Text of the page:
Occasionally, one of our clients learns about a competitor that tells prospects and even customers something about our client that’s not true or significantly misrepresented. As a salesperson, you might know this is going on, or, rarely, a prospect or customer might bring it up, either as a challenge or as a favor. Fortunately, even though many companies compete hard and should compete hard, few fall to this level.
But if you face this problem, what do you do?
If you discover it, then let your manager know immediately. Management can investigate to see what, if anything, needs to be done, especially if the potential for litigation exists. Each situation is different and requires a customized solution. Beyond that, here are a couple of things not to do.
- 1. Don’t badmouth back. You immediately fall into the playground “he said,” “she said,” sandbox that customers and prospects have no desire to climb into with you and your competitor. They recognize it as a complete waste of time and, more likely than not, will think less of you to boot.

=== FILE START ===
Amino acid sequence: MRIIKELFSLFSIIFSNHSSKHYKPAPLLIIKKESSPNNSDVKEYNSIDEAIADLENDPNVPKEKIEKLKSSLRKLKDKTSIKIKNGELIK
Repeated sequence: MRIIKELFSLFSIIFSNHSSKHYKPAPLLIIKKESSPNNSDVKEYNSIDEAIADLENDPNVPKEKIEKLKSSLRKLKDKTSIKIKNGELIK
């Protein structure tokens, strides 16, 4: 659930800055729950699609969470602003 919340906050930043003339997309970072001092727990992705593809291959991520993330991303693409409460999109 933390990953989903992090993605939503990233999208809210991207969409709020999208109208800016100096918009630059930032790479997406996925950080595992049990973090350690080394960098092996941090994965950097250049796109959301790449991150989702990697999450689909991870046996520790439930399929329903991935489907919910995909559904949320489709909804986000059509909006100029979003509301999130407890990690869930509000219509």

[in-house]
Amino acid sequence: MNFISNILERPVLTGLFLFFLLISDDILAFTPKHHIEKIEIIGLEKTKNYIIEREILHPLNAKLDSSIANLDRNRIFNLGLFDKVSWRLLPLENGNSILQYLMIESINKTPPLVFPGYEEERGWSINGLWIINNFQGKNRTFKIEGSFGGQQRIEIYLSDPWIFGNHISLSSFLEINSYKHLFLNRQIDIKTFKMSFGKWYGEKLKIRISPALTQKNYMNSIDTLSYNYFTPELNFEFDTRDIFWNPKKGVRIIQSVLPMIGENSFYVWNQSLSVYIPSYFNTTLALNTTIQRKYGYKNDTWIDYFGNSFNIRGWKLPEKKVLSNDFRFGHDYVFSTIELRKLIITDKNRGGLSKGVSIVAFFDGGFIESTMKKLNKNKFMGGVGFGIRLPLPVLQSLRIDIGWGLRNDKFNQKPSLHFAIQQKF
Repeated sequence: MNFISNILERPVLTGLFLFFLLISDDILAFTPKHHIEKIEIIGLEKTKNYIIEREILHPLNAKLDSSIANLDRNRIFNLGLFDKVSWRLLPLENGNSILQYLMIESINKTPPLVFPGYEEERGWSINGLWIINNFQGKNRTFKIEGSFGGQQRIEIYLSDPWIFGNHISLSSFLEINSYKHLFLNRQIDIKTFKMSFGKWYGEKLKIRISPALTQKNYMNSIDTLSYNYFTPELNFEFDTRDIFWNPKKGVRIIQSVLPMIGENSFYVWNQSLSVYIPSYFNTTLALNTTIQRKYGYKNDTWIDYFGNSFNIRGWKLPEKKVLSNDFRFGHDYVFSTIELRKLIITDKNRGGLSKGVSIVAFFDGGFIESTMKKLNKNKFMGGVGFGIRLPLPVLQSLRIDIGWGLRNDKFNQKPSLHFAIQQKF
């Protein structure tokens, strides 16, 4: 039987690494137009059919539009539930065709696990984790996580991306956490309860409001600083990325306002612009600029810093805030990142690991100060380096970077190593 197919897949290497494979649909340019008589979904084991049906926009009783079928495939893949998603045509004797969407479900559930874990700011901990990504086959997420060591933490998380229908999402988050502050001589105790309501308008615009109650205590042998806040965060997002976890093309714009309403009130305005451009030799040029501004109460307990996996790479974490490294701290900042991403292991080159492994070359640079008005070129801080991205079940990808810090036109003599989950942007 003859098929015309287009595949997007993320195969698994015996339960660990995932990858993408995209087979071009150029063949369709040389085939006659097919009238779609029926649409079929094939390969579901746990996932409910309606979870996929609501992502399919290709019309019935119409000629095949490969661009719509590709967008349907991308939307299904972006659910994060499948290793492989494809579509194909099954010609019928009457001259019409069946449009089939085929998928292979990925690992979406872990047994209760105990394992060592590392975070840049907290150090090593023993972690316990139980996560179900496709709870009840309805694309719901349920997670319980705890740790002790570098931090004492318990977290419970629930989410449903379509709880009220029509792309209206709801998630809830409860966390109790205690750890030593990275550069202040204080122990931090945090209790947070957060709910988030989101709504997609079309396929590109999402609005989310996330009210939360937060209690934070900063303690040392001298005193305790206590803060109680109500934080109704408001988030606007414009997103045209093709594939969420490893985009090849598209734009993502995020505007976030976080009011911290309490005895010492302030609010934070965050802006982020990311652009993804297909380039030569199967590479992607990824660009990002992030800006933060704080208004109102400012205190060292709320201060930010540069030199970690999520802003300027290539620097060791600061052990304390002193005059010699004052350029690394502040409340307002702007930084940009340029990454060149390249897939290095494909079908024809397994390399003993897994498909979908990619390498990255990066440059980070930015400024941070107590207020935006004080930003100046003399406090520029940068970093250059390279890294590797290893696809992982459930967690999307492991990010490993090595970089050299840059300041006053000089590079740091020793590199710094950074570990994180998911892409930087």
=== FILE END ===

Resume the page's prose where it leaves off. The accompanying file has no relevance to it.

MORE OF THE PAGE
- 2. Don’t refer to specific competitors by name. In many industries, but not all, you may be expected to know who your competitors are. However, there’s almost never a need to bring them up yourself.
If a prospect or customer mentions a competitor, the simplest response is to say you’ve heard of the company (if you have) but don’t know a lot about it. Or just say, “My role today is to learn what your needs are and then to work with you to determine whether our services or products can meet those needs.”
The good news is that you probably won’t run into this problem–at least, we hope you don’t!
Scott Pemberton is a senior consultant at Productive Strategies, Inc., a marketing and management consulting firm specializing in consultative sales training, lead generation and appointment setting, and marketing and marketing communications. Scott can be reached at 847-446-0008 Extension 3 and at email@example.com.